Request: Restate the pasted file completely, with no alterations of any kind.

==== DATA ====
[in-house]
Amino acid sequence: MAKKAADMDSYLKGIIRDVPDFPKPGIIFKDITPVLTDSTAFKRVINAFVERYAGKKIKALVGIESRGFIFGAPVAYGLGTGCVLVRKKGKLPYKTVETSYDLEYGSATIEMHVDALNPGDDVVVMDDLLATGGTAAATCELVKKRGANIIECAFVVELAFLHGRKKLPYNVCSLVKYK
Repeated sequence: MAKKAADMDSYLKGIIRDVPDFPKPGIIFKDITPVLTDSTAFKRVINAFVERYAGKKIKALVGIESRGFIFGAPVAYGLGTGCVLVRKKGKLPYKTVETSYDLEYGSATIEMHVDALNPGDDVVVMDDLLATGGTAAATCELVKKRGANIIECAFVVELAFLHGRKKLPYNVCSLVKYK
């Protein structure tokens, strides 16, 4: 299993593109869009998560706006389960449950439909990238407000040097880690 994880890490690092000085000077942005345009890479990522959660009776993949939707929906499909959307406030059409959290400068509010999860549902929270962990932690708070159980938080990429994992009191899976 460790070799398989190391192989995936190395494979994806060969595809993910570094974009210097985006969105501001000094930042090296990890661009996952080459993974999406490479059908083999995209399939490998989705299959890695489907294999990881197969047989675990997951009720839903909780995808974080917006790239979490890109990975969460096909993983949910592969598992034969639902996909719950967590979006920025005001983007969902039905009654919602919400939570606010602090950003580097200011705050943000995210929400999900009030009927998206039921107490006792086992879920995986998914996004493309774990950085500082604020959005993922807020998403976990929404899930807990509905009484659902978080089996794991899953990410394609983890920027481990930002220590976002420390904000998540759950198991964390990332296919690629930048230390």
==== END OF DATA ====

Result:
[in-house]
Amino acid sequence: MAKKAADMDSYLKGIIRDVPDFPKPGIIFKDITPVLTDSTAFKRVINAFVERYAGKKIKALVGIESRGFIFGAPVAYGLGTGCVLVRKKGKLPYKTVETSYDLEYGSATIEMHVDALNPGDDVVVMDDLLATGGTAAATCELVKKRGANIIECAFVVELAFLHGRKKLPYNVCSLVKYK
Repeated sequence: MAKKAADMDSYLKGIIRDVPDFPKPGIIFKDITPVLTDSTAFKRVINAFVERYAGKKIKALVGIESRGFIFGAPVAYGLGTGCVLVRKKGKLPYKTVETSYDLEYGSATIEMHVDALNPGDDVVVMDDLLATGGTAAATCELVKKRGANIIECAFVVELAFLHGRKKLPYNVCSLVKYK
């Protein structure tokens, strides 16, 4: 299993593109869009998560706006389960449950439909990238407000040097880690 994880890490690092000085000077942005345009890479990522959660009776993949939707929906499909959307406030059409959290400068509010999860549902929270962990932690708070159980938080990429994992009191899976 460790070799398989190391192989995936190395494979994806060969595809993910570094974009210097985006969105501001000094930042090296990890661009996952080459993974999406490479059908083999995209399939490998989705299959890695489907294999990881197969047989675990997951009720839903909780995808974080917006790239979490890109990975969460096909993983949910592969598992034969639902996909719950967590979006920025005001983007969902039905009654919602919400939570606010602090950003580097200011705050943000995210929400999900009030009927998206039921107490006792086992879920995986998914996004493309774990950085500082604020959005993922807020998403976990929404899930807990509905009484659902978080089996794991899953990410394609983890920027481990930002220590976002420390904000998540759950198991964390990332296919690629930048230390």